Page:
• The piano—one of the most popular instruments in the world. The piano is also known as the pianoforte, it differs from its predecessor principally in the introduction of a hammer-and-lever action that allows the player to modify the intensity of sound by the stronger or weaker touch of the fingers. For this reason the earliest known model of a piano, from 1709, was called a gravicembalo cal pian e forte, Italian for “harpsichord with soft and loud”. It was built by Barolomeo Cristorfori, a harpsichord maker of Florence, Italy, who is generally credited with inventing the piano. Two of his pianos still exist. The case of one, dated 1720, is in the Metropolitan Museum of Art, New York City; the other, dated 1726, is in a museum in Leipzig, Germany.
    Pianos are not magical; they are series of strings, much like a harp. The piano key is a lever that pivots on a balance pin. When the player depresses the key, the tail rises and the capstan screw in the key pushes up the wippen, which is hinged. The free end of the whippen rises, raking with it an L-shaped piece called the jack, or escapement lever, and the repetition lever.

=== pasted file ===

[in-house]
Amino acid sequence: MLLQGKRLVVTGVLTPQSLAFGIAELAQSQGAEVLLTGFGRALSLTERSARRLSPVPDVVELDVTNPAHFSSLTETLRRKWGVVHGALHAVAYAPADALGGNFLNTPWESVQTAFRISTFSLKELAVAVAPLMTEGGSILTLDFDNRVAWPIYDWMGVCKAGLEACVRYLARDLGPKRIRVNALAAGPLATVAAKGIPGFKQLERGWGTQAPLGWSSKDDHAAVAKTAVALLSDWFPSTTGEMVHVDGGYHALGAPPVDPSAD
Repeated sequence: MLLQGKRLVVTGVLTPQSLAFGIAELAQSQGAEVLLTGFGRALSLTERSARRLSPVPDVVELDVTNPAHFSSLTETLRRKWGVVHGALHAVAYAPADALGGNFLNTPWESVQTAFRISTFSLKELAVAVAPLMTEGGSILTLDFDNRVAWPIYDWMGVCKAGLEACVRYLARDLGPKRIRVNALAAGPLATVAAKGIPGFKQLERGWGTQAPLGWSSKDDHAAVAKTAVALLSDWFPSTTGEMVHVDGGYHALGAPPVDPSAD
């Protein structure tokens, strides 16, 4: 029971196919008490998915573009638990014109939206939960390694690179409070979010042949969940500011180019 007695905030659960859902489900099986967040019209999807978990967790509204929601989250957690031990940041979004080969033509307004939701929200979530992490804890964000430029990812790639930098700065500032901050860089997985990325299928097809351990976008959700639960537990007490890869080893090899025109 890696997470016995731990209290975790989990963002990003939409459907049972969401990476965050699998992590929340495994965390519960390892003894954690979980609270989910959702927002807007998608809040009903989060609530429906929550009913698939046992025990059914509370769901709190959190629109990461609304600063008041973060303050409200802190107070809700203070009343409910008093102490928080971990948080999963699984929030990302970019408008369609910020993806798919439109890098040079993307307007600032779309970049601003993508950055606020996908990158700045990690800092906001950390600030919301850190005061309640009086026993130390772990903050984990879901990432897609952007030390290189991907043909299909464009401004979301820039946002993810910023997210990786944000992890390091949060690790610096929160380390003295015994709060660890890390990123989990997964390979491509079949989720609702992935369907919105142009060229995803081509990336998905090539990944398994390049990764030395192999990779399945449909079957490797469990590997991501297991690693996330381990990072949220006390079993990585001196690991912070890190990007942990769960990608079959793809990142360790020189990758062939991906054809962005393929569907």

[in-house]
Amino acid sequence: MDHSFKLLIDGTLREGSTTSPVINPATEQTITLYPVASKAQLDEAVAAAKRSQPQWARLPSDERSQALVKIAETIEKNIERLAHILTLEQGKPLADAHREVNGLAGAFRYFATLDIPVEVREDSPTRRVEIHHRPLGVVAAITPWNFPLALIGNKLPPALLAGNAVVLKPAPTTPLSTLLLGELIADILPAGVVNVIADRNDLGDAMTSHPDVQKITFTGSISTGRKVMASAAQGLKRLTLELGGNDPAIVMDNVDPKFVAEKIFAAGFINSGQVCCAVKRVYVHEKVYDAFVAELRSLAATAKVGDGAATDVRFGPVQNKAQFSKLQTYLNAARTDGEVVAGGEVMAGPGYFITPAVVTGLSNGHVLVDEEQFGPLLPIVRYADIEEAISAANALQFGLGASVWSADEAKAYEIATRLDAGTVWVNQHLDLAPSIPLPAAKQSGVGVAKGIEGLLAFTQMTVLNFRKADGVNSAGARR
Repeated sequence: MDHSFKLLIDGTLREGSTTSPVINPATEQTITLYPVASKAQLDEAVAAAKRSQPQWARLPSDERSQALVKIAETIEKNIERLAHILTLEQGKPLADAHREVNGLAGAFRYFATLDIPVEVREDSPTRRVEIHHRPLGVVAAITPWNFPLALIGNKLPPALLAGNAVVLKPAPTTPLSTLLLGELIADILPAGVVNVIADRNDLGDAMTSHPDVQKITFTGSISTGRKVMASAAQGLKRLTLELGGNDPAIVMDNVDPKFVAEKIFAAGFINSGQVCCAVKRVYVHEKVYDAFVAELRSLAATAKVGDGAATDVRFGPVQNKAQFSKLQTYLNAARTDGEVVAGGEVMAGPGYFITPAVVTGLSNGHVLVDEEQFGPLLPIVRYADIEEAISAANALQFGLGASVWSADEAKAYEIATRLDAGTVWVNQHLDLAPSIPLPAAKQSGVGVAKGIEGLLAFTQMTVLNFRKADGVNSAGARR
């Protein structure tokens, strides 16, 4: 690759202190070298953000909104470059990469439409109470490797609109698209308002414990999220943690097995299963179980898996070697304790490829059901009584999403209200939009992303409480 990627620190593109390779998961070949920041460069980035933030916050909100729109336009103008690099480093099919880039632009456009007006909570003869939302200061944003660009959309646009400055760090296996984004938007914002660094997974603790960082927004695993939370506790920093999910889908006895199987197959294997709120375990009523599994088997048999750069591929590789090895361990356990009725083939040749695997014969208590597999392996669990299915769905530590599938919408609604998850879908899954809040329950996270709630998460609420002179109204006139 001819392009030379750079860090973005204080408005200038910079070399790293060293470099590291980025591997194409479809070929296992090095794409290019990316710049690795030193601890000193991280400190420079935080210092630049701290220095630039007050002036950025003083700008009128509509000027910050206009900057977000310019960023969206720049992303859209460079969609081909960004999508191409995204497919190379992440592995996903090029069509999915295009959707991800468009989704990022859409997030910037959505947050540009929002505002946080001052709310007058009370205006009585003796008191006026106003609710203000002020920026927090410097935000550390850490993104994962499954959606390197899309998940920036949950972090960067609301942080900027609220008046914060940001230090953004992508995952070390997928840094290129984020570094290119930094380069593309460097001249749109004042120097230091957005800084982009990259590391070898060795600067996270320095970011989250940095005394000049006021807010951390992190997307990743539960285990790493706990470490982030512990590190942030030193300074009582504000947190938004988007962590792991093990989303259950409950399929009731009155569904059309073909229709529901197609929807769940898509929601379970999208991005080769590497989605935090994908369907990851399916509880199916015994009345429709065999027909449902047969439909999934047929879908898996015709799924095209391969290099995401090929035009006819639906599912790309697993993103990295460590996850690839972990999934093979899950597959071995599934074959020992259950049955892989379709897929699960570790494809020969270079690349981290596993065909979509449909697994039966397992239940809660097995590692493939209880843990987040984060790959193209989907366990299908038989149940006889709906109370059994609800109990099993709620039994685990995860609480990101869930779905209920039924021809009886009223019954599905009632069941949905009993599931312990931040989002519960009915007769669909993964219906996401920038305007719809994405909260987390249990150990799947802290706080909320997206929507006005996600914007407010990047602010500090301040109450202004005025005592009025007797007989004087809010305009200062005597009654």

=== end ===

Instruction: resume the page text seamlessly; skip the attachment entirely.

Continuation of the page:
The jack pushes the knuckle, or roller, a roll of felt that is fixed to the hammer shank; the hammer thus rises. The jack’s upward motion is stopped when its protruding end hits the regulating button. The hammer flies up away from the jack and strikes the appropriate stings. The repetition lever also rises, but only until the end where the jack passes through it and touches the drop screw; this lever stays raised until the key is released.
    The hammer falls back, but only partway. It is stopped by the knuckle hitting the raised repetition lever. The jack can thus slip back under the partially raised hammer shank and into its original position. At the same time, the backcheck keeps the hammer from rebounding against the strings. If the key is partly released, the hammer moves free of the backcheck, and the repetition lever stays raised. If the player again depressed the partially released key, the jack can once more push the knuckle and the hammer shank upward.